This text is used for the Lectionary Year C on September 18th, 2016.
The lament alone is why Jeremiah has been nicknamed the “Weeping Prophet.” Chapter eight is a prophetic poem is the source of the well-known spiritual There is a Balm in Gilead. The “balm” is healing medicine mentioned briefly in Genesis when a caravan of Ishmaelite’s traveling from Gilead to Egypt with a gum-like substance used to close and bind wounds (Gen 37:25). The rhetorical question “Is there a balm in Gilead?” is used to explore the depth of a spiritual and moral crisis in the Israelite community.
The mixture of God’s anguish and the grieving community in Jerusalem are interwoven in a lyrical mourning of the terror to come. In the face of demoralization and suffering, this lament has stood the test of time because these words touch the deepest parts of all humanity. The humanity of Jeremiah is evident through his own grief and depression. Jeremiah is lamenting for the community and for the God of his people. He is holding the tension between God’s anger and sadness and the profound loss of that Israel is and will continue to experience.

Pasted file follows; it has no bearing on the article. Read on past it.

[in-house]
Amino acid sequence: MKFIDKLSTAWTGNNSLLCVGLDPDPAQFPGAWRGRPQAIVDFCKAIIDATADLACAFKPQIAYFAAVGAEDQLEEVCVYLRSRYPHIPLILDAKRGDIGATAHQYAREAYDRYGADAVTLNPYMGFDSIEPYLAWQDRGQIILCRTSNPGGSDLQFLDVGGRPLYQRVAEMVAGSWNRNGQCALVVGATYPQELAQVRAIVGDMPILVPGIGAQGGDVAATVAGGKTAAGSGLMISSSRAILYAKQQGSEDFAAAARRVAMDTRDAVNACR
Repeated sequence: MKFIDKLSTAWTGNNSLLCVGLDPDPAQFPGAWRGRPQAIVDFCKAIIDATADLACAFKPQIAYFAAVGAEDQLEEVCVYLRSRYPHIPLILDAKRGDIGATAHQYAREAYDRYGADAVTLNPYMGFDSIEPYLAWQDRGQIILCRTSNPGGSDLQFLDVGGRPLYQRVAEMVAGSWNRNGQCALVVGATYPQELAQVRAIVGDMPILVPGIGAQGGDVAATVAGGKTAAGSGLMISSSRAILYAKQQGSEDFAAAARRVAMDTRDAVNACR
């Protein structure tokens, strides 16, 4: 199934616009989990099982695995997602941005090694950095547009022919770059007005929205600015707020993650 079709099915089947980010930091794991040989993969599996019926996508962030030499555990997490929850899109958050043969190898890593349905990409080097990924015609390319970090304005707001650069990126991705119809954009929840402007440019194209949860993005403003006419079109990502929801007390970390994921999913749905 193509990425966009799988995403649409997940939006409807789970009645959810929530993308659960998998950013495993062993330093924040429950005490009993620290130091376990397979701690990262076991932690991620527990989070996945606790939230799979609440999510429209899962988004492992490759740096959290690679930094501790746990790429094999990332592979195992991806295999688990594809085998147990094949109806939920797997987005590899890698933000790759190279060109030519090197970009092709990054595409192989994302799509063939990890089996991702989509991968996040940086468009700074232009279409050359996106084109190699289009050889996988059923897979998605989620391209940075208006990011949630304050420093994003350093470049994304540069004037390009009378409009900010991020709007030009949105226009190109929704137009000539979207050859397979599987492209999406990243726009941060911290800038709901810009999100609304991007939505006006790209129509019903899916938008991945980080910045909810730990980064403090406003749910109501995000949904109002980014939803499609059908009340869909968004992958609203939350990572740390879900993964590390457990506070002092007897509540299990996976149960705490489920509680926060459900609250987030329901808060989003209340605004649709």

This text is used for the Lectionary Year C on April 3, 2016.
In a number of ways, this text serves as the pinnacle of John’s gospel. Themes which run like threads through the fabric of the gospel find their culmination in this text. If one views chapter 21 as the epilogue of the gospel, then this text serves as the conclusion to the core narrative. Its location in the narrative and its theological density demand that the preacher interpret this text against the overarching Johannine narrative.
The disciples were huddled behind closed doors. At this point in the story, they are no longer hiding from the horrors of crucifixion but the wonders of resurrection. The preacher might want to pause and illustrate ways in which resurrection upsets the status quo as much as crucifixion does. The resurrection says, “The world doesn’t work the way you’ve always thought it worked.” Many find it easier to huddle up and retain whatever normality remains rather than live into the subversion of resurrection. However, in this text, Jesus sends his followers out rather than blessing their huddle. Followers of Jesus cannot stay in our huddles, largely because he did not stay in his tomb.